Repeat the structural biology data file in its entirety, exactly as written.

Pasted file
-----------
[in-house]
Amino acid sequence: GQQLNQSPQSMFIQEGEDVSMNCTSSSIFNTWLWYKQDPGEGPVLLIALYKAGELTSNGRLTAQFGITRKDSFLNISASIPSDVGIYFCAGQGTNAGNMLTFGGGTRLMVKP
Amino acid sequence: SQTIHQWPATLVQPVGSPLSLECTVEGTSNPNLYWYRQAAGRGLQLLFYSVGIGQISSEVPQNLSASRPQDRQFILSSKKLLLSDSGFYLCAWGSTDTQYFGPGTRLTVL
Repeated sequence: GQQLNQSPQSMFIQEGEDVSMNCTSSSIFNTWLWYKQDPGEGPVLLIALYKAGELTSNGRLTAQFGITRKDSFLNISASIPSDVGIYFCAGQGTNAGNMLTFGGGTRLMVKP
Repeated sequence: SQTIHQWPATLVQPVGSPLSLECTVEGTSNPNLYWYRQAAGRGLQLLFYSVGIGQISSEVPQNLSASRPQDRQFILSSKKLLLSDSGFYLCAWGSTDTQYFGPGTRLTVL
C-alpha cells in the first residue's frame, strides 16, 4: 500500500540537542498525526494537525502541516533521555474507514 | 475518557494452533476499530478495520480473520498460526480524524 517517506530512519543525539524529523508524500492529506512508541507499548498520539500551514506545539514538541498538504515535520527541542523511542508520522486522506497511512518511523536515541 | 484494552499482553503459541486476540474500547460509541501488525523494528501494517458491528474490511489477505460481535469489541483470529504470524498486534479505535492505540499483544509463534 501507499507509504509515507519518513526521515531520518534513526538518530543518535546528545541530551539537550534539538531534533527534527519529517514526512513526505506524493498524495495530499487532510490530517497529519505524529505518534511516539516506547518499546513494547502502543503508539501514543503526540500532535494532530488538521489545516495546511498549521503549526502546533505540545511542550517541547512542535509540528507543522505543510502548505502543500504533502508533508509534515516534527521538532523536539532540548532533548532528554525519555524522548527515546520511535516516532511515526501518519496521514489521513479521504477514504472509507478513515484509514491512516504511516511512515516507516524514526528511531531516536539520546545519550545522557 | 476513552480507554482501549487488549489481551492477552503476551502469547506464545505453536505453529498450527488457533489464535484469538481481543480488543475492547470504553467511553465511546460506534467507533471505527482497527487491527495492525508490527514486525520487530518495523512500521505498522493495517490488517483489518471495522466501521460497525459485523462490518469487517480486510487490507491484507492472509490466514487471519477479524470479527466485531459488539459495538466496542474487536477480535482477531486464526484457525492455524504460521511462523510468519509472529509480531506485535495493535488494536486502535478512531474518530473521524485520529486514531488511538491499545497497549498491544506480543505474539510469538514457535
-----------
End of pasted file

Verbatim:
[in-house]
Amino acid sequence: GQQLNQSPQSMFIQEGEDVSMNCTSSSIFNTWLWYKQDPGEGPVLLIALYKAGELTSNGRLTAQFGITRKDSFLNISASIPSDVGIYFCAGQGTNAGNMLTFGGGTRLMVKP
Amino acid sequence: SQTIHQWPATLVQPVGSPLSLECTVEGTSNPNLYWYRQAAGRGLQLLFYSVGIGQISSEVPQNLSASRPQDRQFILSSKKLLLSDSGFYLCAWGSTDTQYFGPGTRLTVL
Repeated sequence: GQQLNQSPQSMFIQEGEDVSMNCTSSSIFNTWLWYKQDPGEGPVLLIALYKAGELTSNGRLTAQFGITRKDSFLNISASIPSDVGIYFCAGQGTNAGNMLTFGGGTRLMVKP
Repeated sequence: SQTIHQWPATLVQPVGSPLSLECTVEGTSNPNLYWYRQAAGRGLQLLFYSVGIGQISSEVPQNLSASRPQDRQFILSSKKLLLSDSGFYLCAWGSTDTQYFGPGTRLTVL
C-alpha cells in the first residue's frame, strides 16, 4: 500500500540537542498525526494537525502541516533521555474507514 | 475518557494452533476499530478495520480473520498460526480524524 517517506530512519543525539524529523508524500492529506512508541507499548498520539500551514506545539514538541498538504515535520527541542523511542508520522486522506497511512518511523536515541 | 484494552499482553503459541486476540474500547460509541501488525523494528501494517458491528474490511489477505460481535469489541483470529504470524498486534479505535492505540499483544509463534 501507499507509504509515507519518513526521515531520518534513526538518530543518535546528545541530551539537550534539538531534533527534527519529517514526512513526505506524493498524495495530499487532510490530517497529519505524529505518534511516539516506547518499546513494547502502543503508539501514543503526540500532535494532530488538521489545516495546511498549521503549526502546533505540545511542550517541547512542535509540528507543522505543510502548505502543500504533502508533508509534515516534527521538532523536539532540548532533548532528554525519555524522548527515546520511535516516532511515526501518519496521514489521513479521504477514504472509507478513515484509514491512516504511516511512515516507516524514526528511531531516536539520546545519550545522557 | 476513552480507554482501549487488549489481551492477552503476551502469547506464545505453536505453529498450527488457533489464535484469538481481543480488543475492547470504553467511553465511546460506534467507533471505527482497527487491527495492525508490527514486525520487530518495523512500521505498522493495517490488517483489518471495522466501521460497525459485523462490518469487517480486510487490507491484507492472509490466514487471519477479524470479527466485531459488539459495538466496542474487536477480535482477531486464526484457525492455524504460521511462523510468519509472529509480531506485535495493535488494536486502535478512531474518530473521524485520529486514531488511538491499545497497549498491544506480543505474539510469538514457535